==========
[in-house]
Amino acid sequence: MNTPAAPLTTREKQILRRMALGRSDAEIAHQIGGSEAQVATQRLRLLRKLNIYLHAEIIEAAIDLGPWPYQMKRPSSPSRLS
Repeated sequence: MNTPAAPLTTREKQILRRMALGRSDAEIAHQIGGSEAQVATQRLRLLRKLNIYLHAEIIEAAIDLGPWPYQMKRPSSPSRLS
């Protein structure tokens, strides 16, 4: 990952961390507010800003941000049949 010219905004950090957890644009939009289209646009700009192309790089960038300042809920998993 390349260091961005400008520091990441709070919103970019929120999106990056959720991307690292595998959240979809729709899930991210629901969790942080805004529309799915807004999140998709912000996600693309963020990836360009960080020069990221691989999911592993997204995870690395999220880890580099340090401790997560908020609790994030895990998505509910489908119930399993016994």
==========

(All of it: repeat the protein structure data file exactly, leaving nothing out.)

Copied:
[in-house]
Amino acid sequence: MNTPAAPLTTREKQILRRMALGRSDAEIAHQIGGSEAQVATQRLRLLRKLNIYLHAEIIEAAIDLGPWPYQMKRPSSPSRLS
Repeated sequence: MNTPAAPLTTREKQILRRMALGRSDAEIAHQIGGSEAQVATQRLRLLRKLNIYLHAEIIEAAIDLGPWPYQMKRPSSPSRLS
């Protein structure tokens, strides 16, 4: 990952961390507010800003941000049949 010219905004950090957890644009939009289209646009700009192309790089960038300042809920998993 390349260091961005400008520091990441709070919103970019929120999106990056959720991307690292595998959240979809729709899930991210629901969790942080805004529309799915807004999140998709912000996600693309963020990836360009960080020069990221691989999911592993997204995870690395999220880890580099340090401790997560908020609790994030895990998505509910489908119930399993016994």